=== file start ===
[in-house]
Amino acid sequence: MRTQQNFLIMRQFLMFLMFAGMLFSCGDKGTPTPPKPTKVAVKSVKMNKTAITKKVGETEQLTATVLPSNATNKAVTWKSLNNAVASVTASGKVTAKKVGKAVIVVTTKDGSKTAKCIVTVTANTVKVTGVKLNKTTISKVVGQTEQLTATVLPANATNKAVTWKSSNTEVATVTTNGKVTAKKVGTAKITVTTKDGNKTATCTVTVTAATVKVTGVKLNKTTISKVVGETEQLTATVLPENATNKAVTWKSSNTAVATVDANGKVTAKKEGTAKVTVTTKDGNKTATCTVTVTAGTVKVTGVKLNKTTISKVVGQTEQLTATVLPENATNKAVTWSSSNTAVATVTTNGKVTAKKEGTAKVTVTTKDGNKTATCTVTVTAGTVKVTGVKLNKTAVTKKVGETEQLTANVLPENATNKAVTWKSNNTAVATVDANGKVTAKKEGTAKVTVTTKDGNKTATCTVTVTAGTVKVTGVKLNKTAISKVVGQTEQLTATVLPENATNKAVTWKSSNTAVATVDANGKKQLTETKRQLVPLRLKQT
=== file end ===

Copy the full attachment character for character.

[in-house]
Amino acid sequence: MRTQQNFLIMRQFLMFLMFAGMLFSCGDKGTPTPPKPTKVAVKSVKMNKTAITKKVGETEQLTATVLPSNATNKAVTWKSLNNAVASVTASGKVTAKKVGKAVIVVTTKDGSKTAKCIVTVTANTVKVTGVKLNKTTISKVVGQTEQLTATVLPANATNKAVTWKSSNTEVATVTTNGKVTAKKVGTAKITVTTKDGNKTATCTVTVTAATVKVTGVKLNKTTISKVVGETEQLTATVLPENATNKAVTWKSSNTAVATVDANGKVTAKKEGTAKVTVTTKDGNKTATCTVTVTAGTVKVTGVKLNKTTISKVVGQTEQLTATVLPENATNKAVTWSSSNTAVATVTTNGKVTAKKEGTAKVTVTTKDGNKTATCTVTVTAGTVKVTGVKLNKTAVTKKVGETEQLTANVLPENATNKAVTWKSNNTAVATVDANGKVTAKKEGTAKVTVTTKDGNKTATCTVTVTAGTVKVTGVKLNKTAISKVVGQTEQLTATVLPENATNKAVTWKSSNTAVATVDANGKKQLTETKRQLVPLRLKQT